New Scientific Evidence: Combination Of Probiotic and Prebiotic In Infant Nutrition Supports Babies’ Health
Recent studies published in the Journal of Pediatric Gastroenterology and Nutrition & Pharmacological Research reveal that a combination of the probiotic lactobacillus fermentum and prebiotic galacto-oligosaccharides (GOS) given to babies over a six-month period significantly reduced the rate of gastrointestinal and respiratory infection in babies between 6-12 months of age. In addition, it was demonstrated that l.fermentum was safe and well tolerated in babies from 1-12 months of age. As a secondary outcome, the consumption of the combination of l.fermentum and GOS improved the health of infants (1-6 months) by reducing the incidence of gastrointestinal infections by 71%.
Breastmilk is the gold standard in infant nutrition and exclusive breastfeeding is the recommended way of feeding infants. The new study shows that, if breastfeeding is not possible due to the mother’s condition, infant nutrition may be an alternative. Breastmilk contains lactic acid bacteria like bifidobacteria and lactobacillus, including l.fermentum, and prebiotics containing galactose. The administration of l.fermentum in infant nutrition to babies between 6-12 months of age produced reductions of gastrointestinal infections (46%) and reductions of upper respiratory infections (27%) such as common cold, pharyngitis, tonsillitis.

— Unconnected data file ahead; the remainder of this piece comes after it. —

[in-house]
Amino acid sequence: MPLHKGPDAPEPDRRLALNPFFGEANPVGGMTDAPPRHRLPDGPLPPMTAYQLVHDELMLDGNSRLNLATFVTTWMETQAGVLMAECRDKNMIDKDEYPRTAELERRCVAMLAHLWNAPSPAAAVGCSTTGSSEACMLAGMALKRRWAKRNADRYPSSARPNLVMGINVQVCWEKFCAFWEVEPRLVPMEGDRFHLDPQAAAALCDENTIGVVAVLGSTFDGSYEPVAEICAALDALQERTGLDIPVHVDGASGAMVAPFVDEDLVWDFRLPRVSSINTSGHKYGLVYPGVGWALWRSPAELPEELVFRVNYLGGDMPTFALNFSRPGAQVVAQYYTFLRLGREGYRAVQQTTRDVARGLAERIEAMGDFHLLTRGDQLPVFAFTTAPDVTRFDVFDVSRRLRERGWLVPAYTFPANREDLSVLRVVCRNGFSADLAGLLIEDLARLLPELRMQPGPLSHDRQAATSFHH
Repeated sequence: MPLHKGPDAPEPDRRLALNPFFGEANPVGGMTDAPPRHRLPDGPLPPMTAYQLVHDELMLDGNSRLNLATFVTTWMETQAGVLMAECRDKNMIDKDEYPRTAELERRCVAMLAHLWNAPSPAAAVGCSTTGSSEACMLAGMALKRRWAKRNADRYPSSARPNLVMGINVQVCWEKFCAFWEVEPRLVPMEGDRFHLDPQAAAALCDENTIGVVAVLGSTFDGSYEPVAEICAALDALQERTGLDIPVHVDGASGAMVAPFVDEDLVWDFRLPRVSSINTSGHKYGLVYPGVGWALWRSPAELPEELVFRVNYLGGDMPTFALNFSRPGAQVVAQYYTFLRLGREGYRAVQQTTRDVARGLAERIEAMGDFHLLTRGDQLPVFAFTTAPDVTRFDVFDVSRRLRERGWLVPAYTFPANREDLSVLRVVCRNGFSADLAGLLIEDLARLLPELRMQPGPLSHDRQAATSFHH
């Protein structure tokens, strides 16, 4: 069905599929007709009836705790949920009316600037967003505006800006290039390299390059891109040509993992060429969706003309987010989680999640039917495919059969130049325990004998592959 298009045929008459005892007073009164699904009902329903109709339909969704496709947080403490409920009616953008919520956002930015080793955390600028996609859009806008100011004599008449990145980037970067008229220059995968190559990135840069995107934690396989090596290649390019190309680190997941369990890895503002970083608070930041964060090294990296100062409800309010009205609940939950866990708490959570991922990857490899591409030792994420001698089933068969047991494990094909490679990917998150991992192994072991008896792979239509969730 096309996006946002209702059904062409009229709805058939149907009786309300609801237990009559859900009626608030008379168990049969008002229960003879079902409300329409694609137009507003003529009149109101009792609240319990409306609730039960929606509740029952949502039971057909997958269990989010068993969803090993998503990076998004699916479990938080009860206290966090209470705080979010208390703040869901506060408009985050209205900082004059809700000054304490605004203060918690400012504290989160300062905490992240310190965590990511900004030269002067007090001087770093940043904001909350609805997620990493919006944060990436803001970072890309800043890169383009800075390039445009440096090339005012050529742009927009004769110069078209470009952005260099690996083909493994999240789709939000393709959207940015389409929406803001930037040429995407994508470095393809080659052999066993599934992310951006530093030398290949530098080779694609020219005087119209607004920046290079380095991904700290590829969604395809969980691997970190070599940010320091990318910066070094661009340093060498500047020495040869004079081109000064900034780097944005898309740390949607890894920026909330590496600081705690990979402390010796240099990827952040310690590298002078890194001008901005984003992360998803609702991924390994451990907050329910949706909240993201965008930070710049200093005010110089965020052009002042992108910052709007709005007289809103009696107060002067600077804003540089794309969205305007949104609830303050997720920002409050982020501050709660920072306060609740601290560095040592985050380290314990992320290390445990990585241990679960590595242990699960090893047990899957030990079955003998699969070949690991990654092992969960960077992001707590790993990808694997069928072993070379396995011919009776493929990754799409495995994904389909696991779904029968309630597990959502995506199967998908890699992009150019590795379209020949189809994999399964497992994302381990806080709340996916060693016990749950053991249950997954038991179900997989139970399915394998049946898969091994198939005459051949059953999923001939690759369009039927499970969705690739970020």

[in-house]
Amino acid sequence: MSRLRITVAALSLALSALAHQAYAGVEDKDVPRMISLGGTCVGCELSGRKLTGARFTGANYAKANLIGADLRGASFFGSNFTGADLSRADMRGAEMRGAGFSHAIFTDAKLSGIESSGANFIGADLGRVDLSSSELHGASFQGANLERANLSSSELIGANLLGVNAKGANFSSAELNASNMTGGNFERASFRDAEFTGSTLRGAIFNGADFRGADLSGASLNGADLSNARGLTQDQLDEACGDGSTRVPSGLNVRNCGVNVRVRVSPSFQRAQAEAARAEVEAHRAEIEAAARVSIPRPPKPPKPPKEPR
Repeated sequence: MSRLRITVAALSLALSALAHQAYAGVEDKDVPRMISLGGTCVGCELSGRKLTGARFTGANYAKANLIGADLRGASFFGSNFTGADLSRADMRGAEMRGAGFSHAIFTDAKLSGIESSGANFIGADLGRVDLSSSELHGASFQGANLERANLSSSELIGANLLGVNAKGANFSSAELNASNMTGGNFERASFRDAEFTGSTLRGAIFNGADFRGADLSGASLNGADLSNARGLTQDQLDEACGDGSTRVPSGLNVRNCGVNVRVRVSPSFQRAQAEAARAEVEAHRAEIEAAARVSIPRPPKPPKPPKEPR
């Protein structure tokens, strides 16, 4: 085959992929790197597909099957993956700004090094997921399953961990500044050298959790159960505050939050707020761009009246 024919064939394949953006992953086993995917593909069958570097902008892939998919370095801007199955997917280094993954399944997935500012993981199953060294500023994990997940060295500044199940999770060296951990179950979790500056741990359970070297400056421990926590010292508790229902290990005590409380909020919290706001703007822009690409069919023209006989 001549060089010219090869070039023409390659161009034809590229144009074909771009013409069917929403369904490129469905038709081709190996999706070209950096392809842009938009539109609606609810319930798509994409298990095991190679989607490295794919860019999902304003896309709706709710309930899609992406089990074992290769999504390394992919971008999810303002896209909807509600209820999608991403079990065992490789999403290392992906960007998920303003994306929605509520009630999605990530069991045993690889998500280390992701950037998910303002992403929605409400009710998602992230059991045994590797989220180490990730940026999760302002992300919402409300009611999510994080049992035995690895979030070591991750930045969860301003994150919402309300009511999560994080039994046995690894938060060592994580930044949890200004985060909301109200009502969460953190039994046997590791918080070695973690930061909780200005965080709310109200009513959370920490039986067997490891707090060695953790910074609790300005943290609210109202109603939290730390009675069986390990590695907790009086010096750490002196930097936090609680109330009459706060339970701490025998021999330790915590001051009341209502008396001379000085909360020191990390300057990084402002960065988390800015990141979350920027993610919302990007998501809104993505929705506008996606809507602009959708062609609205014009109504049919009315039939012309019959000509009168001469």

Combination support of probiotic l.fermentum & GOS and CS born-babies
During birth, bacteria, including probiotics, are transferred from mother to baby as it passes through the vaginal canal. The presence of good bacteria in the gastrointestinal tract protects the baby from diseases and infections.
Women who deliver babies by CS are less likely to breastfeed or delay breastfeeding initiation. It has been shown that CS-born babies possess less beneficial bacteria and more potentially pathogenic bacteria in the gut. This increases the risk of diseases later on in life like asthma or atopic dermatitis. For CS-born babies who cannot be breastfed, infant nutrition containing a combination of l.fermentum and GOS may be considered.
“For babies who cannot be breastfed, the combination of the breastmilk probiotic l.fermentum and the prebiotic GOS in infant nutrition presents advantages regarding community-acquired infections mainly gastrointestinal infections. In addition, for babies born by CS who cannot be breastfed a formula with pre and probiotics should be considered due to its possible benefits,” said Dr. Eduardo Lopez-Huertas, a research scientist and author of published clinical researches on babies’ nutrition and health.